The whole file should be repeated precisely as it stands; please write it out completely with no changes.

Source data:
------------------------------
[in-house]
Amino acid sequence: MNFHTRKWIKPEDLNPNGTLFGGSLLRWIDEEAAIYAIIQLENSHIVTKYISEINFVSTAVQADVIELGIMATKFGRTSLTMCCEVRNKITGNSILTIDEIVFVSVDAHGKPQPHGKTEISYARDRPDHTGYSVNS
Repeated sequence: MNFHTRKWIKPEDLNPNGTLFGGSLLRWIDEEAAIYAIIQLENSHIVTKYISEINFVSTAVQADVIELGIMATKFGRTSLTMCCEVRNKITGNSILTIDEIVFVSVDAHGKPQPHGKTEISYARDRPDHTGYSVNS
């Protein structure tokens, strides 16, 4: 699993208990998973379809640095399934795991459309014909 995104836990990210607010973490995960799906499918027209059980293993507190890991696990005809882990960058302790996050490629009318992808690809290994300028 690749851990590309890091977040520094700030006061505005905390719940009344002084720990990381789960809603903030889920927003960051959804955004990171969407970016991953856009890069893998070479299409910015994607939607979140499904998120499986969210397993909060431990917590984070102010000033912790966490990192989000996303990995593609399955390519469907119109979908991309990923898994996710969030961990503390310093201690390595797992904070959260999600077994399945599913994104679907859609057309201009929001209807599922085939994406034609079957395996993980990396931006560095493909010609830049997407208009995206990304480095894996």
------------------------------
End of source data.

[in-house]
Amino acid sequence: MNFHTRKWIKPEDLNPNGTLFGGSLLRWIDEEAAIYAIIQLENSHIVTKYISEINFVSTAVQADVIELGIMATKFGRTSLTMCCEVRNKITGNSILTIDEIVFVSVDAHGKPQPHGKTEISYARDRPDHTGYSVNS
Repeated sequence: MNFHTRKWIKPEDLNPNGTLFGGSLLRWIDEEAAIYAIIQLENSHIVTKYISEINFVSTAVQADVIELGIMATKFGRTSLTMCCEVRNKITGNSILTIDEIVFVSVDAHGKPQPHGKTEISYARDRPDHTGYSVNS
């Protein structure tokens, strides 16, 4: 699993208990998973379809640095399934795991459309014909 995104836990990210607010973490995960799906499918027209059980293993507190890991696990005809882990960058302790996050490629009318992808690809290994300028 690749851990590309890091977040520094700030006061505005905390719940009344002084720990990381789960809603903030889920927003960051959804955004990171969407970016991953856009890069893998070479299409910015994607939607979140499904998120499986969210397993909060431990917590984070102010000033912790966490990192989000996303990995593609399955390519469907119109979908991309990923898994996710969030961990503390310093201690390595797992904070959260999600077994399945599913994104679907859609057309201009929001209807599922085939994406034609079957395996993980990396931006560095493909010609830049997407208009995206990304480095894996």